“Stories are always worth being told for the simple reason that long after you’ve gone, it’s still there…and it’s an example of how we survive.” - Joan Bismillah
From growing up in a convent to becoming an activist student to a career in midwifery and a forbidden love, Joan Bismillah’s life is the stuff major motion picture plots are made of. But it wasn’t until she became a Creative Writing student in her 80s that she became convinced she should get her story down on paper.
Now, at 91 years of age, Bismillah has not only written her story, but her memoir, A Chameleon from the Land of the Quagga, has been published as well.
Beginning with her childhood in South Africa, the book tells the story of Joan’s early life in a convent, where she later tried to return and become a nun to escape her grandmother. “My grandmother was a Victorian tyrant,” she explains. “We were often at loggerheads. And to get away from home – nice girls those days could not leave home without bringing disgrace to their families – I went to see Mother Superior at the convent and asked her to rescue me… and she said ‘My dear to be a nun there are certain vows and you would probably manage most of them. But the final one, obedience? No, you will not be able to cope with that.’”
The theme of disobedience reappears throughout the memoir as Bismillah becomes a young activist, then a midwife and falls in love with an Indian medical student. The two are secretly married and flee to England to escape the prejudice and oppression they encounter in South Africa. They later settle in small-town Southwestern Ontario, where Bismillah once again learns to adapt to the world around her.
It was in Canada that Bismillah’s love of learning was rekindled. “We had arrived from London, England and landed in Fergus, Ontario. 4000 people turned into 380. I helped my husband out and took the children to school and there was nothing to do. I was just completely lost,” she says.
“Guelph University was just opening its art department. Quite by chance I ran into a very kind gentleman who happened to be the Dean. And he said, we’re just opening now, why don’t you come to a meeting?”
Joan recalls wondering at the time if she was still capable of learning at her age. “I was all of 35,” she laughs.
“I enrolled that same evening and thought, I’ll take German - because it was close to Afrikaans - so at least I won’t make a fool of myself. I think as you age, you become very self-conscious when you’re with a lot of younger people. They’ll look at you and you think: Oh my God, what am I doing here? Anyway, it worked out and I enrolled full-term for the next four years which helped me come to terms with living in Canada.”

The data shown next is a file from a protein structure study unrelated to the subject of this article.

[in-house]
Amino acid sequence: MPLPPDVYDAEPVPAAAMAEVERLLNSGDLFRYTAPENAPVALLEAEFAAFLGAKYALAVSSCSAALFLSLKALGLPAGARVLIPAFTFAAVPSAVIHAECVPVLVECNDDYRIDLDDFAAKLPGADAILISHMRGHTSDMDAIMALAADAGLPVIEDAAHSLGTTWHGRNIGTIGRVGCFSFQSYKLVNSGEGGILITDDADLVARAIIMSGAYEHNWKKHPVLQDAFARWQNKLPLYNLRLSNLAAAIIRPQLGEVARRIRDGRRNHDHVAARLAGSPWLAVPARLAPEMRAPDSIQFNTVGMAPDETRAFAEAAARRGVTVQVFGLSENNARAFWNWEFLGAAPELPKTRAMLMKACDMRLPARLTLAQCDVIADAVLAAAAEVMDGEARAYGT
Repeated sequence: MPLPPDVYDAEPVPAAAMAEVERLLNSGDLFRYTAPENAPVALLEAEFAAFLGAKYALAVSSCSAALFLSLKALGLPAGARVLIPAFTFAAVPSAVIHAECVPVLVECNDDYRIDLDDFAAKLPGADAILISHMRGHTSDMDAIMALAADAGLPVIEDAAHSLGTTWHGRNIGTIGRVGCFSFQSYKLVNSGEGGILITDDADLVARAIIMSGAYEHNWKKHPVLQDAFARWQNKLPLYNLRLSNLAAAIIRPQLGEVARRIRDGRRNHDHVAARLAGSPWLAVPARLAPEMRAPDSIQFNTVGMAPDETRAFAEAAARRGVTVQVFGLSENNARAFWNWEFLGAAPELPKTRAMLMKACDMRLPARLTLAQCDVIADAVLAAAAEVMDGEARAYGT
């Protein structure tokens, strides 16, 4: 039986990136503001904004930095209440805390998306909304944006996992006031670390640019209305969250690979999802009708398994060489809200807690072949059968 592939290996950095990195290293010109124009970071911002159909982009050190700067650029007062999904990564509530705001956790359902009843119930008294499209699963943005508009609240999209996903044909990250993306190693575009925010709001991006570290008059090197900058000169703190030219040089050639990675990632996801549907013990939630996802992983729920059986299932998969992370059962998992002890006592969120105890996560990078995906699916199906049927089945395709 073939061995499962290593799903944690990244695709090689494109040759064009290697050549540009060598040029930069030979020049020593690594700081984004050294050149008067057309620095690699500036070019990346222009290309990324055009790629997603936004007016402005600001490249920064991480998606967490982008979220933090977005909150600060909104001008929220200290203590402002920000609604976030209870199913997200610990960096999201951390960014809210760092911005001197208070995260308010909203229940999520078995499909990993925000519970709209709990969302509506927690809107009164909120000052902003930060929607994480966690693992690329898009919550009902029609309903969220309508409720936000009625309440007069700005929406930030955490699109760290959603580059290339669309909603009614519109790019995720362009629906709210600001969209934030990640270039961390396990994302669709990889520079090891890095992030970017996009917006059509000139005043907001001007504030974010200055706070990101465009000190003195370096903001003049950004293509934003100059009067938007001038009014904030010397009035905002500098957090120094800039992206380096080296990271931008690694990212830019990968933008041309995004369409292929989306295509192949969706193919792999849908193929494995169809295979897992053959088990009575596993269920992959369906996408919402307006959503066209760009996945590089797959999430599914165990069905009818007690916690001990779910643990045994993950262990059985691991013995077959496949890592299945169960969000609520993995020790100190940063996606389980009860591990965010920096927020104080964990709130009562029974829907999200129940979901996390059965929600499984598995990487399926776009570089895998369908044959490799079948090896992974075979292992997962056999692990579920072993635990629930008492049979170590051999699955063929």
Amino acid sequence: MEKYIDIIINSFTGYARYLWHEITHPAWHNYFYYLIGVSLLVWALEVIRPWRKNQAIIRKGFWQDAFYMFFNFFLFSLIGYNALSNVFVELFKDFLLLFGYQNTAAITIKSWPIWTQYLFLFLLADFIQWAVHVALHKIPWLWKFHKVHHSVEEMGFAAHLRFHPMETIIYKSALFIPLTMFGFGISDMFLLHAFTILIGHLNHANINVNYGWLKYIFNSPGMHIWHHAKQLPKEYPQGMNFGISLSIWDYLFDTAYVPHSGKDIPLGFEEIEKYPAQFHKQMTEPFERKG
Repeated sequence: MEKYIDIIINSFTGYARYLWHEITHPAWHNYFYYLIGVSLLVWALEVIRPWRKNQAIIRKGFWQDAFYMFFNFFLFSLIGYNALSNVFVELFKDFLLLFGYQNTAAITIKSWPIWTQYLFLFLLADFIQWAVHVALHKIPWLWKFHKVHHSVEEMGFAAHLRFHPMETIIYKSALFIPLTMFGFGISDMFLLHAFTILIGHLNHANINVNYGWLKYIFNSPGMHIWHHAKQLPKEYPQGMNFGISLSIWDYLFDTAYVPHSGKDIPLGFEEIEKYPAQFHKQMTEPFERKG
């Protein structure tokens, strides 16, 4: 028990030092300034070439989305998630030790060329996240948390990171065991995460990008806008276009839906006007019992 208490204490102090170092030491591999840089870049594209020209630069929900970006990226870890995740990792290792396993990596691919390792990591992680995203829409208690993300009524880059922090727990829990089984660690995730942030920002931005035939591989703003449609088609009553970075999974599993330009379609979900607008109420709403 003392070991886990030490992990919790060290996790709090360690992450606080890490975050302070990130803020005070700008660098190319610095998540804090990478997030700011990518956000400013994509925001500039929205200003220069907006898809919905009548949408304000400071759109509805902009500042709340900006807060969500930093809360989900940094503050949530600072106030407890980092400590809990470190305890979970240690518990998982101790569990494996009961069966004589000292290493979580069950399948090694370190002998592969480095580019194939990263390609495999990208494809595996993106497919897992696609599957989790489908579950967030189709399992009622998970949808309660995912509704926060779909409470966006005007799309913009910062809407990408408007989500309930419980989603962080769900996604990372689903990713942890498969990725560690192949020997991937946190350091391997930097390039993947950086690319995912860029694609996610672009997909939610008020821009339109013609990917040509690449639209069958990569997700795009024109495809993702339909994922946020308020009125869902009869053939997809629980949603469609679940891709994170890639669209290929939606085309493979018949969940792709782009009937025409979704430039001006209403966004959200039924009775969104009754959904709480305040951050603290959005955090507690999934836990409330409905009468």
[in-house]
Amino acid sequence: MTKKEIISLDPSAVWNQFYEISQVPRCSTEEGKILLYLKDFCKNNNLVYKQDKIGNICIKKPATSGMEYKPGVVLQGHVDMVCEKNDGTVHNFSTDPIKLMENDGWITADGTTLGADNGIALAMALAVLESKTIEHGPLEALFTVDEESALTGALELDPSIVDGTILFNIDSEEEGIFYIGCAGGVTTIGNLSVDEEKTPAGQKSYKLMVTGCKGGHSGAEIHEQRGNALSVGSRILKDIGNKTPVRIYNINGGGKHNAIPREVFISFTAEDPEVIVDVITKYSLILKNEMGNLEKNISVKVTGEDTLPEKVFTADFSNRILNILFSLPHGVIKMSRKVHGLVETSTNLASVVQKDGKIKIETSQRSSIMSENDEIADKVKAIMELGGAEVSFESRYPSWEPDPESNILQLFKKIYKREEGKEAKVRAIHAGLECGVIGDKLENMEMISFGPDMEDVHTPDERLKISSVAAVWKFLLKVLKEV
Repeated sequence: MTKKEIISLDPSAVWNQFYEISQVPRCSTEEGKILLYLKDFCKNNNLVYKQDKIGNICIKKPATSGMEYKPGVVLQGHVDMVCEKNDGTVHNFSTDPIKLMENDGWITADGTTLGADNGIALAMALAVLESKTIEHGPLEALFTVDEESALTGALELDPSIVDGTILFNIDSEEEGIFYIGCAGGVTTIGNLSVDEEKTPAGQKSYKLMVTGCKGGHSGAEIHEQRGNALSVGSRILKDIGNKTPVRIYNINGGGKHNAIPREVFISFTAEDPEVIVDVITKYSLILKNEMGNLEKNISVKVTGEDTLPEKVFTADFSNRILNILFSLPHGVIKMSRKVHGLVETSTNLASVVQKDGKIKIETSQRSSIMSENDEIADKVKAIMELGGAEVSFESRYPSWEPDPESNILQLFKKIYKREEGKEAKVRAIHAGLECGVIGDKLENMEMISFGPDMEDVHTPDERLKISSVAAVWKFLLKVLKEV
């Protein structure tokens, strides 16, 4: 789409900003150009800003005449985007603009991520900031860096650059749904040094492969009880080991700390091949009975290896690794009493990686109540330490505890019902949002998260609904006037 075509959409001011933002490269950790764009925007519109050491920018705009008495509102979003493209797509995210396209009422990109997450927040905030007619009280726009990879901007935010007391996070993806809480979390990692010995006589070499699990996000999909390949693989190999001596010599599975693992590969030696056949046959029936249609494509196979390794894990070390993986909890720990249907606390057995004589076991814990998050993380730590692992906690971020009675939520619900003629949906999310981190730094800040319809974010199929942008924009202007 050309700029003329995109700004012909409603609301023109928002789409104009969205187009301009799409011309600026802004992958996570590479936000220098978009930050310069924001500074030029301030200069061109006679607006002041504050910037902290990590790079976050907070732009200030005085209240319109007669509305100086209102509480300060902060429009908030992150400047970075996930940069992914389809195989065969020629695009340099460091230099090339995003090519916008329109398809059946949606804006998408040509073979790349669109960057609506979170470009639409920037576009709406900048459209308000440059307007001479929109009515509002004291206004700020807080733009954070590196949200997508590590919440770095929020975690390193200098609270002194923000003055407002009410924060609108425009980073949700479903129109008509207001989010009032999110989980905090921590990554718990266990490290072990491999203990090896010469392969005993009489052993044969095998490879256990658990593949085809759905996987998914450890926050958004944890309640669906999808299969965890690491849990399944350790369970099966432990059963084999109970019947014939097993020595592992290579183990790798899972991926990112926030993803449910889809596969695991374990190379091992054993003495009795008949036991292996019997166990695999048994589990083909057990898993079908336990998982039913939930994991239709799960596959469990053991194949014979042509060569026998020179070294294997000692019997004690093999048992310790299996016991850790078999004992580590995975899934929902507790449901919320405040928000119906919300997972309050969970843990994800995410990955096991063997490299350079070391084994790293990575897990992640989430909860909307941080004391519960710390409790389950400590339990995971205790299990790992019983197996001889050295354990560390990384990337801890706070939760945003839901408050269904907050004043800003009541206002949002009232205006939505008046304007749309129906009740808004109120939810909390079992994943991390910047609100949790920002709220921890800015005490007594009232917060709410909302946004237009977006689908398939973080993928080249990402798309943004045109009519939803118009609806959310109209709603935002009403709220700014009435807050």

It wasn’t until after Bismillah’s husband died and she was in her 80s that she began taking creative writing classes at the School of Continuing Studies. She says the writing was a panacea of sorts for her grief and that the encouragement of her classmates and instructors, particularly Ibi Kaslik, was in large part what led her to completing her memoir.
“[Ibi] was by far the best teacher I’ve had. She was dedicated and she had our interest at heart and you couldn’t help but listen to her,” Bismillah says.
One of the things that surprised Bismillah most about writing her memoir was how well she remembered the events of her life once she began writing them down.
“Everything just came flooding back in a way and I could remember in detail,” she explains.
Even her own writing ability took her by surprise, but she says her SCS instructor gave her the confidence boost she needed early in her classes.
“I was surprised at how I could write and it was all because I was encouraged by somebody like Ibi who had instilled it at the very beginning and that was it and I didn’t bother about it again.”
Beyond those early doubts about her writing ability, Bismillah says the most challenging thing about writing her memoir was finding the discipline to get it done. “I sat down and I decided that I would treat it as a job,” she says.
“You have to be disciplined. So I would start at nine or 10 in the morning and I would work right through until five or six in the evening most days. That I think was the most difficult thing, was to sit down and tell myself, you’ve got to finish it, you know, get on with it. It’s to be disciplined, I think.
Bismillah says she wants to encourage other people who might feel it’s too late to learn something new or to tell their own stories to think again.
“First of all, it’s never too late. And the stories are always worth being told for the simple reason that long after you’ve gone, it’s still there and it’s an example of how people live or what people do and how we survive. And that’s the only reason I can think of for wanting to write the story,” she says.
Bismillah also stresses the importance of sharing each other’s stories to build a more empathetic world. “Living in a multicultural society as we are, it’s important because we become more tolerant of each other if we know something about each other. Otherwise we become ignorant,” she explains.
“We all have basically the same emotions and same feelings. That is common. But there are all these other factors in life that makes our life interesting or uninteresting or sad or whatever and those are important, and I think you learn from them.”
For information about the School of Continuing Studies Creative Writing courses, click here: https://learn.utoronto.ca/programs-courses/creative-writing
Joan Bismillah’s memoir, A Chameleon from the Land of the Quagga, is available through Friesen Press: https://books.friesenpress.com/store/title/119734000068962624/Joan-Bismillah-A-Chameleon-from-the-Land-of-the-Quagga